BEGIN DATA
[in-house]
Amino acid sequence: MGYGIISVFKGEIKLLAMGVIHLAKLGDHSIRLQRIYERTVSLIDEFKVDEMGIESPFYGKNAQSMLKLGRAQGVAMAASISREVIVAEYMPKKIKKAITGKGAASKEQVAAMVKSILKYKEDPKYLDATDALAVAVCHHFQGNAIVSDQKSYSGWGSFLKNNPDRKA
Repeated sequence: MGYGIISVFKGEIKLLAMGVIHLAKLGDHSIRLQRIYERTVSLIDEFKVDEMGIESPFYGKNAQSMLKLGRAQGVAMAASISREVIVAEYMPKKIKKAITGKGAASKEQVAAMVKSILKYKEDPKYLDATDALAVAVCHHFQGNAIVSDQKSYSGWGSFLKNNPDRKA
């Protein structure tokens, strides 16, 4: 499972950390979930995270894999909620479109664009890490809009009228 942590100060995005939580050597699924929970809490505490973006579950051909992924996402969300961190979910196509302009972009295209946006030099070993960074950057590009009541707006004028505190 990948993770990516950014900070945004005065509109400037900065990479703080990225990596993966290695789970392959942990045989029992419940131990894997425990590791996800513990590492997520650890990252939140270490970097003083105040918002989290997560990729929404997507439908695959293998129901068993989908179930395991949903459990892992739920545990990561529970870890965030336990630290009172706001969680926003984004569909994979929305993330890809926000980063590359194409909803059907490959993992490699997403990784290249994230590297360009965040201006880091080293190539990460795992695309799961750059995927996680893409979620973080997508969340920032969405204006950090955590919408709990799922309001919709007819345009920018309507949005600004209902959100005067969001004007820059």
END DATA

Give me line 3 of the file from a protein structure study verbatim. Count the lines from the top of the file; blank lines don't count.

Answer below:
Repeated sequence: MGYGIISVFKGEIKLLAMGVIHLAKLGDHSIRLQRIYERTVSLIDEFKVDEMGIESPFYGKNAQSMLKLGRAQGVAMAASISREVIVAEYMPKKIKKAITGKGAASKEQVAAMVKSILKYKEDPKYLDATDALAVAVCHHFQGNAIVSDQKSYSGWGSFLKNNPDRKA